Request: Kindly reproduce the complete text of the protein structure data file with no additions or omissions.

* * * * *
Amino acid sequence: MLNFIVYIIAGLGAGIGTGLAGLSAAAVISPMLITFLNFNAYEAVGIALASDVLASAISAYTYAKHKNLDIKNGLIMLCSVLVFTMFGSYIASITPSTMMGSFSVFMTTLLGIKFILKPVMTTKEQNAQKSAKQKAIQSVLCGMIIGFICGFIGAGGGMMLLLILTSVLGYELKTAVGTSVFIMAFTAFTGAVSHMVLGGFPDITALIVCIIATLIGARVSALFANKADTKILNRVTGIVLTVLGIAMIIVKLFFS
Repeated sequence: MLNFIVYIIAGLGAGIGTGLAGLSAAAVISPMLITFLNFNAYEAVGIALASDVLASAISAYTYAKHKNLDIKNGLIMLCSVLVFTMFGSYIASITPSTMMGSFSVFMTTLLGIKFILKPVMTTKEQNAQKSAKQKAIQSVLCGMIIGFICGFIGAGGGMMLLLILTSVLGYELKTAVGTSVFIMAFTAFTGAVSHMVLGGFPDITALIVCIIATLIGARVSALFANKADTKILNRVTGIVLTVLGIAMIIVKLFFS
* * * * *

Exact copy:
Amino acid sequence: MLNFIVYIIAGLGAGIGTGLAGLSAAAVISPMLITFLNFNAYEAVGIALASDVLASAISAYTYAKHKNLDIKNGLIMLCSVLVFTMFGSYIASITPSTMMGSFSVFMTTLLGIKFILKPVMTTKEQNAQKSAKQKAIQSVLCGMIIGFICGFIGAGGGMMLLLILTSVLGYELKTAVGTSVFIMAFTAFTGAVSHMVLGGFPDITALIVCIIATLIGARVSALFANKADTKILNRVTGIVLTVLGIAMIIVKLFFS
Repeated sequence: MLNFIVYIIAGLGAGIGTGLAGLSAAAVISPMLITFLNFNAYEAVGIALASDVLASAISAYTYAKHKNLDIKNGLIMLCSVLVFTMFGSYIASITPSTMMGSFSVFMTTLLGIKFILKPVMTTKEQNAQKSAKQKAIQSVLCGMIIGFICGFIGAGGGMMLLLILTSVLGYELKTAVGTSVFIMAFTAFTGAVSHMVLGGFPDITALIVCIIATLIGARVSALFANKADTKILNRVTGIVLTVLGIAMIIVKLFFS